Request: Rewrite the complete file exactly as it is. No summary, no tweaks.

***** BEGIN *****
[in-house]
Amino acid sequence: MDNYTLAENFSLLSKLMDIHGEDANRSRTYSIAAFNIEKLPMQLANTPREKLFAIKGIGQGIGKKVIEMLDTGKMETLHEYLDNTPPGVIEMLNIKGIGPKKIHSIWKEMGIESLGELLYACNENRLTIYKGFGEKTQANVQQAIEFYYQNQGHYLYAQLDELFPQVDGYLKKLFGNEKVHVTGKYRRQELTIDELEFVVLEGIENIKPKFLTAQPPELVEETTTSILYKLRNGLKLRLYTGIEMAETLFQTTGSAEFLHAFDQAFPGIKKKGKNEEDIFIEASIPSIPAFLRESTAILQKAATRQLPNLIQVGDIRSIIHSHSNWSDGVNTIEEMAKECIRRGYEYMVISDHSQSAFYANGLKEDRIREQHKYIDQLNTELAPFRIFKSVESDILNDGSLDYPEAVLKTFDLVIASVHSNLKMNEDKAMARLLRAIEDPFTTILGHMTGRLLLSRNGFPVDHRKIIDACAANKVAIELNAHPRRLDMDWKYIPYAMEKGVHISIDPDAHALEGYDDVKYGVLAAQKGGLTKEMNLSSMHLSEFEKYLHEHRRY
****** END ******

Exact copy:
[in-house]
Amino acid sequence: MDNYTLAENFSLLSKLMDIHGEDANRSRTYSIAAFNIEKLPMQLANTPREKLFAIKGIGQGIGKKVIEMLDTGKMETLHEYLDNTPPGVIEMLNIKGIGPKKIHSIWKEMGIESLGELLYACNENRLTIYKGFGEKTQANVQQAIEFYYQNQGHYLYAQLDELFPQVDGYLKKLFGNEKVHVTGKYRRQELTIDELEFVVLEGIENIKPKFLTAQPPELVEETTTSILYKLRNGLKLRLYTGIEMAETLFQTTGSAEFLHAFDQAFPGIKKKGKNEEDIFIEASIPSIPAFLRESTAILQKAATRQLPNLIQVGDIRSIIHSHSNWSDGVNTIEEMAKECIRRGYEYMVISDHSQSAFYANGLKEDRIREQHKYIDQLNTELAPFRIFKSVESDILNDGSLDYPEAVLKTFDLVIASVHSNLKMNEDKAMARLLRAIEDPFTTILGHMTGRLLLSRNGFPVDHRKIIDACAANKVAIELNAHPRRLDMDWKYIPYAMEKGVHISIDPDAHALEGYDDVKYGVLAAQKGGLTKEMNLSSMHLSEFEKYLHEHRRY